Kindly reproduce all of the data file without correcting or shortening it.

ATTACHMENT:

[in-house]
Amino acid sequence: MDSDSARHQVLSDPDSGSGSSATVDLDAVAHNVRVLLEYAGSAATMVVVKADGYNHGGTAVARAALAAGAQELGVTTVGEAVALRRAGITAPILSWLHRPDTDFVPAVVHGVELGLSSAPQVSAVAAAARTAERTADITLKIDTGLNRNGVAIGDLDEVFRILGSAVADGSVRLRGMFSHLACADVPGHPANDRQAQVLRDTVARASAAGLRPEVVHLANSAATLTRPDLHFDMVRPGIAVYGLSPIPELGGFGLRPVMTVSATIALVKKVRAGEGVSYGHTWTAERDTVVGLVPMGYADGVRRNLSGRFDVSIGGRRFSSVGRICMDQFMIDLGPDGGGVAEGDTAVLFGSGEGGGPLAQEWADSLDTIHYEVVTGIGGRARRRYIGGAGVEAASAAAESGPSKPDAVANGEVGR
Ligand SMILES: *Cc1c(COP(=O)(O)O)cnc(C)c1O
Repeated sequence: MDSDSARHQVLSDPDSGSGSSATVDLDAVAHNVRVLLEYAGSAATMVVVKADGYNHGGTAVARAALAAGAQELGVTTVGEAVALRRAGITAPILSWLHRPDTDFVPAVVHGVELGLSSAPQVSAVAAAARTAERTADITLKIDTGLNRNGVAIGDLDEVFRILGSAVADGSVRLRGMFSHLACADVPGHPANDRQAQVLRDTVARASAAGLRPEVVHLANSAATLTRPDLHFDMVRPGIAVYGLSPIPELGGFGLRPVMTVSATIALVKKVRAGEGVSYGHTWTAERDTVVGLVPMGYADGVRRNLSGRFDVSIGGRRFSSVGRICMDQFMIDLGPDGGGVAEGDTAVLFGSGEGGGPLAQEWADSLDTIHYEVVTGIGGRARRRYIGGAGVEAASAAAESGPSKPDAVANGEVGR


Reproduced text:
[in-house]
Amino acid sequence: MDSDSARHQVLSDPDSGSGSSATVDLDAVAHNVRVLLEYAGSAATMVVVKADGYNHGGTAVARAALAAGAQELGVTTVGEAVALRRAGITAPILSWLHRPDTDFVPAVVHGVELGLSSAPQVSAVAAAARTAERTADITLKIDTGLNRNGVAIGDLDEVFRILGSAVADGSVRLRGMFSHLACADVPGHPANDRQAQVLRDTVARASAAGLRPEVVHLANSAATLTRPDLHFDMVRPGIAVYGLSPIPELGGFGLRPVMTVSATIALVKKVRAGEGVSYGHTWTAERDTVVGLVPMGYADGVRRNLSGRFDVSIGGRRFSSVGRICMDQFMIDLGPDGGGVAEGDTAVLFGSGEGGGPLAQEWADSLDTIHYEVVTGIGGRARRRYIGGAGVEAASAAAESGPSKPDAVANGEVGR
Ligand SMILES: *Cc1c(COP(=O)(O)O)cnc(C)c1O
Repeated sequence: MDSDSARHQVLSDPDSGSGSSATVDLDAVAHNVRVLLEYAGSAATMVVVKADGYNHGGTAVARAALAAGAQELGVTTVGEAVALRRAGITAPILSWLHRPDTDFVPAVVHGVELGLSSAPQVSAVAAAARTAERTADITLKIDTGLNRNGVAIGDLDEVFRILGSAVADGSVRLRGMFSHLACADVPGHPANDRQAQVLRDTVARASAAGLRPEVVHLANSAATLTRPDLHFDMVRPGIAVYGLSPIPELGGFGLRPVMTVSATIALVKKVRAGEGVSYGHTWTAERDTVVGLVPMGYADGVRRNLSGRFDVSIGGRRFSSVGRICMDQFMIDLGPDGGGVAEGDTAVLFGSGEGGGPLAQEWADSLDTIHYEVVTGIGGRARRRYIGGAGVEAASAAAESGPSKPDAVANGEVGR